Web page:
When you think of the best things to pickle, odds are that cucumbers, cabbage, and maybe even eggs come to mind. But you may be surprised to learn that some of the best foods to pickle aren’t even in that list!
Let’s get a little creative and expand your palette by discussing some of the most surprisingly delicious foods to pickle. Trust me—this is one article you’re going to reference more than once.
Before we talk about the best things to pickle, let’s review how to quickly pickle foods. Contrary to traditional beliefs, pickling foods doesn’t have to take a long time. In fact, you can have freshly pickled foods in as little as 48 hours! You just need to know how to do it.
Choose your foods to pickle and prepare them by rinsing and drying, then slicing, chopping, and/or peeling them. Place your foods into mason jars. You can also add any herbs or spices, such as garlic, red pepper flakes, fresh dill, turmeric, or thyme.
Next, you’re going to make your brine. Start by putting equal parts vinegar and water in a saucepan. You can use white vinegar or rice vinegar.
Alternatively, you can use apple cider vinegar (my personal favorite, due to the many health benefits is provides!).
Add a little salt and bring the mixture to a boil over high heat, stirring to make sure the salt has fully dissolved.
Once it’s mixed, pour the mixture over the foods in the mason jars. Make sure there are no air bubbles, then top with the lids and bring to room temperature.
Once the jars have cooled, place them in the refrigerator for 48 to 72 hours. It’s that simple!
Here are three top health benefits of eating pickled foods.
Pickled foods are fermented foods, which are rich in probiotics. As a result, they contain beneficial bacteria known to support a healthy gut microbiome and digestive health.
Believe it or not, one of the benefits of eating pickled foods is that they actually help to prevent and even reduce dreaded belly fat.
In fact, studies have shown that eating fermented foods for two four-week periods significantly decreased obese and overweight participants’ waist-hip ratio as well as their overall body fat percentage. 
Meanwhile, another study revealed that women who consumed probiotics for at least 12 weeks lost more weight as well as body fat, in comparison to those who didn’t consume the probiotics. 
It’s been well documented that your gut health impacts your brain health. In fact, this relationship is known as the gut-brain access.
Studies have shown that an imbalance of gut bacteria can cause mental health conditions such as anxiety and depression.
Moreover, studies have shown that consuming probiotics (such as those found in pickled foods) not only reduces the release of cortisol (the stress hormone) but also behaviors related to anxiety and depression. 
So, now that you know how eating pickled foods can support your overall health, let’s take a look at some of the best things to pickle! You may be surprised by a few!
Here are five of the best things to pickle—from vegetables to fruits to nuts! These are a few of my favorite foods, whether they’re pickled, raw, or thrown into other dishes.
You may be surprised to learn that avocados are delicious when they’re fermented, making them one of the best things to pickle in your entire kitchen! Plus, avocados offer many health benefits on their own—largely thanks to their rich omega-3 fatty acid content.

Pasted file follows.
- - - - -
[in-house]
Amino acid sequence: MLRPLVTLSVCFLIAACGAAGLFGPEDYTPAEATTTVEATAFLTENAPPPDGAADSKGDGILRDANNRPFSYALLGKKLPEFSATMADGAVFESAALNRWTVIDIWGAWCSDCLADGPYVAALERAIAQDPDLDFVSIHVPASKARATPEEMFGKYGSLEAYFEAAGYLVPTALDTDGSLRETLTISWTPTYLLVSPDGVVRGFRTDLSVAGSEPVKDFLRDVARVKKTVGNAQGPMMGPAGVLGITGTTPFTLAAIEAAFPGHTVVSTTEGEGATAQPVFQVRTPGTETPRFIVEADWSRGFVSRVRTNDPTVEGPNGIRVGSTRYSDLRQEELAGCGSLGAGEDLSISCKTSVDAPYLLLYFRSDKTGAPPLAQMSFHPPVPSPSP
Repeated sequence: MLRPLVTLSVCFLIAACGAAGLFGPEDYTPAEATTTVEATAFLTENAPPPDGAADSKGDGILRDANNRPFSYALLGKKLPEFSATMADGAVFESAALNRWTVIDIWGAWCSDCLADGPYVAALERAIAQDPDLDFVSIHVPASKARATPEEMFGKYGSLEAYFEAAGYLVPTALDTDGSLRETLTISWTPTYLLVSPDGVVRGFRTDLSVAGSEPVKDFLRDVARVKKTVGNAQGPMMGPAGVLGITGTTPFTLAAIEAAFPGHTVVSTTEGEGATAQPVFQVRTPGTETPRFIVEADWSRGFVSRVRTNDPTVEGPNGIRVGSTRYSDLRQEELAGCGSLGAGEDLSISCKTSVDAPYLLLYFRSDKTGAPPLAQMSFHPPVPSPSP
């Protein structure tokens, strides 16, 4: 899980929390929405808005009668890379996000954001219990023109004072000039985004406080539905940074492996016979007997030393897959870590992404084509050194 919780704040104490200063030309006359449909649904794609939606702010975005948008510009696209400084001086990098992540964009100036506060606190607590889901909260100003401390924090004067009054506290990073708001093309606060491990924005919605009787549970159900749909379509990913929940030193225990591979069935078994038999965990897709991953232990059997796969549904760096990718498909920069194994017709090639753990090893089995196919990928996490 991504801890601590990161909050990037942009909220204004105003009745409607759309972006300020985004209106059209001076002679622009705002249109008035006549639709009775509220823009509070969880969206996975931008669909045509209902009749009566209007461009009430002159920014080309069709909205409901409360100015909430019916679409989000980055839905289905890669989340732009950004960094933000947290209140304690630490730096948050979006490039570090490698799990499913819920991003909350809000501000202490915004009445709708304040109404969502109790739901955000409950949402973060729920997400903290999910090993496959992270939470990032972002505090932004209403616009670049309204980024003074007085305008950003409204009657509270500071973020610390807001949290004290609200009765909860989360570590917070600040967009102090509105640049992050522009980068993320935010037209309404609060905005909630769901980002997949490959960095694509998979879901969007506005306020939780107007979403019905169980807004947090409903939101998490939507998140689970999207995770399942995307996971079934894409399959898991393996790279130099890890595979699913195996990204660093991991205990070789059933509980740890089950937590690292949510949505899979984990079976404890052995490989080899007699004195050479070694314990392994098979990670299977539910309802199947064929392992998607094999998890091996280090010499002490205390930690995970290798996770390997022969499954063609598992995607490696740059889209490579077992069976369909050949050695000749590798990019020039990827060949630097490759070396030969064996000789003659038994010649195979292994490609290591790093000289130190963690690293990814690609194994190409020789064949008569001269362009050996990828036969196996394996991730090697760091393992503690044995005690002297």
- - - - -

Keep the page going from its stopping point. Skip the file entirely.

If you’re looking to step it up a notch, you can also make fermented guacamole! Click here for the recipe.
Another one of the best things to pickle is perhaps one of the healthiest nuts around: walnuts! While you may not have heard of pickled walnuts before, they’re actually popular in the U.K. and often served with cheese.
When it comes to the walnuts themselves, they’re a nutritional powerhouse and rich in antioxidants. They also contain omega-3 fatty acids, which are linked to slower aging and lower systemic inflammation.  You can learn more about the health benefits of walnuts here.
You may be surprised to learn that blueberries are another one of the best things to pickle in your kitchen. Not only do you get the benefits of fermentation, which I mentioned above, but blueberries offer a ton of benefits as well.
Blueberries are incredibly rich in antioxidants and phytochemicals—and one phytochemical in particular, which is known as anthocyanin. This phytochemical is actually the compound that gives blueberries their deep bluish-purple color.
Interestingly, several studies have shown that anthocyanins also contain antioxidant and anti-microbial properties. Accordingly, they’ve been show to support both visual and neurological health. 
But those are just two of the many health benefits of blueberries. To learn more, check out my article on the six surprising health benefits you can get from eating this powerhouse fruit.
One of the best things to pickle is cauliflower. But I like to mix this one up a bit and include carrots or bell peppers to make it extra colorful and flavorful. I also like to add a little red pepper flakes and turmeric to this one for some added health benefits.
Speaking of health benefits, as a cruciferous vegetable, cauliflower offers so many—from fighting inflammation to aiding digestion to even supporting healthy weight management!
Click here for more information about how cauliflower supports your health. You may be surprised by all It offers.
The last on my list of the best things to pickle may be a little surprising: cherries!
While we typically think of cherries as a sweet treat served on top of a sundae or as pie filling, cherries also make a great snack when pickled. To help you get strated, here’s one of my favorite recipes for pickled cherries.
You may be surprised to learn that cherries are actually rich in fiber and vitamin C, the latter of which is known to support immunity, skin health, digestion, and so much more.
One last tip for pickled cherries? They’re fantastic as part of a festive holiday charcuterie platter!